Pay: Test administrators earn between $32,500 and $43,500 on average for full-time work, and can earn as little as $24,000 a year.
Get started: Find your state testing serviceâs site to learn more and apply to become a test administrator. You can also apply to become a proctor with online proctoring companies like ProctorU.
3. Teach English AbroadÂ
Do you dream of traveling the world? Teaching abroad during the summer months is a great way to strengthen your skills as a teacher and experience other cultures. There are great options for short-term teaching jobs abroad, or you can teach foreign classrooms from home.Â Â
Pay: This varies by region, but reaches as high as $5,000 a month. Keep in mind that some gigs cover room and board, while others require you to budget your own living costs.
Get started: You can learn more about the process and regions through International Schools Service and find international teaching jobs with sites like Teachaway and Go Overseas.
4. Adjunct Community College ProfessorÂ
More people are opting for community college to save on tuition, and thereâs an increased demand for teachers in these programs. While some colleges may require a Masterâs degree for employment, others only require a Bachelorâs and relevant teaching experience. Becoming an adjunct professor or teacher at a community college is a great way to continue teaching and change lives in a meaningful way.Â
Pay: Adjunct faculty make a median of $2,700 per three-credit-hour course, though this varies between institutions and experience.
Get started: Check out the education requirements at your local colleges to see where your experience would be accepted. Then, decide what you want to teach, meet with a few other professors, and apply.Â
5. Babysitting or NannyingÂ
Parents are always looking for someone responsible to watch after their little ones, and who better to trust than a teacher? Babysitting and other forms of childcare on nights and weekends is a flexible option that allows you to continue spending time with children while earning some under-the-table cash.Â
Pay: Pay varies significantly by experience and location, so use this babysitting rate calculator to determine a fair price for your services.
Get started: Contact families you know for a smooth start to babysitting, or use sites like Care.com to match with families. Youâll likely need a background check to find nanny gigs online.Â
Gridwise provides pay averages for major cities as well as other costs you should consider.
Get started: The first step is to download the app of your choice, then collect and submit the companyâs required information. For example, Lyft requires:
At least one year of licensed driving experience
Pass both a DMV and criminal background check
Have your car inspected by a licensed mechanic
Drive an approved vehicle model
7. Delivery Services
If youâre not comfortable driving strangers, then you may want to consider delivery or shopping services instead. You can choose to deliver packages for companies like Amazon Flex, or deliver food and groceries as people need them.Â
Pay: The average worker makes around $200 a month, though itâs heavily dependent on tips, location, and company.
Get started: Decide what you want to deliver, then choose the app that works best for you.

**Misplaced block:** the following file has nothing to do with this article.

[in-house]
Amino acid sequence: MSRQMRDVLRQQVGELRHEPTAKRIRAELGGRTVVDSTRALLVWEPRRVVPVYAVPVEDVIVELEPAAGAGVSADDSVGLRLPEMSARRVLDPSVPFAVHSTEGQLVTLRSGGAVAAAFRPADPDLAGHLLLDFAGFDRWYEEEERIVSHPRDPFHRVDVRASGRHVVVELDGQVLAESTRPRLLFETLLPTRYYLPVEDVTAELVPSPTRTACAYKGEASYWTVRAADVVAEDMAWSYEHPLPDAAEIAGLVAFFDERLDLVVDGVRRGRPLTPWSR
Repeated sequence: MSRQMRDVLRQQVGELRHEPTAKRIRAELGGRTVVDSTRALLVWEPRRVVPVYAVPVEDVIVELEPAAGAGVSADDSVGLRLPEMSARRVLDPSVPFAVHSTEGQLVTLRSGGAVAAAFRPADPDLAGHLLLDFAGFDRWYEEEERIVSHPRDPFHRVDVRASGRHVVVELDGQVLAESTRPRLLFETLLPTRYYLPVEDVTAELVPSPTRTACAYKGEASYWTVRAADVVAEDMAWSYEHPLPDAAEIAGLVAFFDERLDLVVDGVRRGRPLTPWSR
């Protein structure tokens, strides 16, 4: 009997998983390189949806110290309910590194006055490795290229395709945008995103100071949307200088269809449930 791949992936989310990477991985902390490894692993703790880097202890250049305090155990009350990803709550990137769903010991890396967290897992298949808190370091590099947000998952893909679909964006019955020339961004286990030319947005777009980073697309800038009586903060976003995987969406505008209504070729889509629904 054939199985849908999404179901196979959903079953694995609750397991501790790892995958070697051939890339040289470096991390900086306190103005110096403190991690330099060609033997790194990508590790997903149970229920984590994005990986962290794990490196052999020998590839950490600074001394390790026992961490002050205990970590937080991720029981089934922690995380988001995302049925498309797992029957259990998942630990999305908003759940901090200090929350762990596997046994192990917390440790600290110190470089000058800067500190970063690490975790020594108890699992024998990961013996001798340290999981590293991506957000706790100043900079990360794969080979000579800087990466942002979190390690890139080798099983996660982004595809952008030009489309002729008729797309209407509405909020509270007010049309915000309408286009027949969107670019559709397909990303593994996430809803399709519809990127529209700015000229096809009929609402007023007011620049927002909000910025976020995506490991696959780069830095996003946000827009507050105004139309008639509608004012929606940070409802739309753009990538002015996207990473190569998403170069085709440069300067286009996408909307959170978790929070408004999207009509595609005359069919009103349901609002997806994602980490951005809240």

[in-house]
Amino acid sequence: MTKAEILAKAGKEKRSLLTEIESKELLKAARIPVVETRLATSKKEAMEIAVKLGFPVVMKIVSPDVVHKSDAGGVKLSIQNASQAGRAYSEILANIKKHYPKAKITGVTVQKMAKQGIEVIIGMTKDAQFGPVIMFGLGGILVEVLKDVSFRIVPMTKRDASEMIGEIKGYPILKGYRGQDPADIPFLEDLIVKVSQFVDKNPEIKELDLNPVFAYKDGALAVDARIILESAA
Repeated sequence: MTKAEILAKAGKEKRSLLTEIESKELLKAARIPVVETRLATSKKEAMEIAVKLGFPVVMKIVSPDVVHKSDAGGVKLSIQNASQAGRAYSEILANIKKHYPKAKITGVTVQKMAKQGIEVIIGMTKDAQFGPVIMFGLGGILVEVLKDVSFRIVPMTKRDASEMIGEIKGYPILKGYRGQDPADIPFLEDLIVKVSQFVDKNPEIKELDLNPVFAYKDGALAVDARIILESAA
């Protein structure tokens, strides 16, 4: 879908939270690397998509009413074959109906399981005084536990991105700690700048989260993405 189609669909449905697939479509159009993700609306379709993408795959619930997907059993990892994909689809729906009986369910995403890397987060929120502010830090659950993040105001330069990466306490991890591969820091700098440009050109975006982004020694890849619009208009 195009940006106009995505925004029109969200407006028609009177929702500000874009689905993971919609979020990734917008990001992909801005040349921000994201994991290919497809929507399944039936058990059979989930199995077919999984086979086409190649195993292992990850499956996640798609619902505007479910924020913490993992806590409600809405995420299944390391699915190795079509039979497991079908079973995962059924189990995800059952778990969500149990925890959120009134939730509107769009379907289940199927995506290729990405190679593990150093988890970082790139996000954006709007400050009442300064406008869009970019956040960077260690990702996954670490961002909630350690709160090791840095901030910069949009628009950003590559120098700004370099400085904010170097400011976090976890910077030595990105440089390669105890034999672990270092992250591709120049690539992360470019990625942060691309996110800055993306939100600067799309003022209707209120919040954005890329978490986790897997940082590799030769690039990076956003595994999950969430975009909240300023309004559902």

Postmates and Favor deliver everything from groceries to office supplies
DoorDash, Uber Eats, and Grubhub specialize in restaurant delivery
Shop and deliver groceries with Instacart and Shipt
8. Rent Out Your Extra SpaceÂ
If you have a spare room or apartment, you can rent it out for long- or short-term stays through services like Airbnb. This process is extra simple as you just have to set the dates and keep a clean and desirable place to stay. Just make sure you have updated insurance to cover any potential damages.Â
Even if you donât have a room or home to rent, you can rent out parking spaces, lawns, swimming pools, and more.Â
Pay: Airbnb hosts can make an average of $924 a month â the highest income of all gig economy services.
Get started: Register your space for free after deciding your rates, rules, and available hours. You can also check out these other sharing gigs to consider:
SniffSpot to share your yard with dogs
Swimply to rent your pool
JustPark and Spacer offer your parking spaces
Spinlister lets you rent sporting equipment
Getaround allows you to share your car when not in use
9. Virtual AssistantÂ
While a virtual assistant (VA) likely has some level of administrative work to do, they offer a number of different services including customer support, human resources, bookkeeping, and more. Most VAs are required to have experience in some type of administrative role.Â
Pay: Virtual assistants make an average $15.77 an hour, but the pay can reach $27 an hour depending on experience and job needs.
Get started: A virtual assistant is their own boss, so youâll want to follow some of the basic steps to building a business. Checkout Dollarspoutâs guide to get started.Â
10. Online Surveys
Online surveys may not be the most lucrative side hustle, but the money can add up. Theyâre convenient, quick, easy, and there are plenty of platforms to use online and on your phone. Itâs a good option if youâre just looking for a little extra spending money.Â
Pay: Each survey pays anywhere from $.10â$3, and thereâs usually a minimum earned amount to reach before you can cash out.Â
Get started: Choose a site like Swagbucks or InboxDollars to start receiving surveys and earning money. You can also earn Google credits you can use immediately with Google Opinion Rewards.